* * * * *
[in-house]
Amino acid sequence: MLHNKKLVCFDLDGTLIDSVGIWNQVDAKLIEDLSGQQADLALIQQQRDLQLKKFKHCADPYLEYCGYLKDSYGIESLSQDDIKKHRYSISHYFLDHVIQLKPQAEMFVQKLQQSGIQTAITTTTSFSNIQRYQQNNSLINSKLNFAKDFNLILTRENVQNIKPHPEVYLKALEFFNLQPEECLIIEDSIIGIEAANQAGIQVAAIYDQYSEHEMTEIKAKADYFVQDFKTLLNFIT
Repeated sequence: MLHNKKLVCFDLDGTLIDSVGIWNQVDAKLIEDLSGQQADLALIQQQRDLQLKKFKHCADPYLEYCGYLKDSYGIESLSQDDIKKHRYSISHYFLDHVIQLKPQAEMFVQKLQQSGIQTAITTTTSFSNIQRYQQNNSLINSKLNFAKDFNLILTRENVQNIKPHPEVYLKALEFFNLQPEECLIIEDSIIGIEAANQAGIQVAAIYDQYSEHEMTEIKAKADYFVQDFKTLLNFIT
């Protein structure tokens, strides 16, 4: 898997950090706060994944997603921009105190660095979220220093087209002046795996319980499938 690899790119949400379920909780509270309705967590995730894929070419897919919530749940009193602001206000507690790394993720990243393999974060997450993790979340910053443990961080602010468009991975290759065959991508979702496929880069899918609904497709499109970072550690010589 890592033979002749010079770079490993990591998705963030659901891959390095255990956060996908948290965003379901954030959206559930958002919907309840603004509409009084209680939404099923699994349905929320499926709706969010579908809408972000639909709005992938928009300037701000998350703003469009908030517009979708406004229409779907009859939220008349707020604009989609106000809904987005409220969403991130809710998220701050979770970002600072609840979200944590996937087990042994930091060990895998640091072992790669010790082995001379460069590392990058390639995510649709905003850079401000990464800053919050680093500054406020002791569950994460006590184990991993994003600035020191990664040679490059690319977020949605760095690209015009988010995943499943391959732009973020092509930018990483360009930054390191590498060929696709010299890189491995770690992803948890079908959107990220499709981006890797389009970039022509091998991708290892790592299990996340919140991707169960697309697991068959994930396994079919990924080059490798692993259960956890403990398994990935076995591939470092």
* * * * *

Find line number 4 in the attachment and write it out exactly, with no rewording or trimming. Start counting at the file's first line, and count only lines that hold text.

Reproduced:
């Protein structure tokens, strides 16, 4: 898997950090706060994944997603921009105190660095979220220093087209002046795996319980499938 690899790119949400379920909780509270309705967590995730894929070419897919919530749940009193602001206000507690790394993720990243393999974060997450993790979340910053443990961080602010468009991975290759065959991508979702496929880069899918609904497709499109970072550690010589 890592033979002749010079770079490993990591998705963030659901891959390095255990956060996908948290965003379901954030959206559930958002919907309840603004509409009084209680939404099923699994349905929320499926709706969010579908809408972000639909709005992938928009300037701000998350703003469009908030517009979708406004229409779907009859939220008349707020604009989609106000809904987005409220969403991130809710998220701050979770970002600072609840979200944590996937087990042994930091060990895998640091072992790669010790082995001379460069590392990058390639995510649709905003850079401000990464800053919050680093500054406020002791569950994460006590184990991993994003600035020191990664040679490059690319977020949605760095690209015009988010995943499943391959732009973020092509930018990483360009930054390191590498060929696709010299890189491995770690992803948890079908959107990220499709981006890797389009970039022509091998991708290892790592299990996340919140991707169960697309697991068959994930396994079919990924080059490798692993259960956890403990398994990935076995591939470092």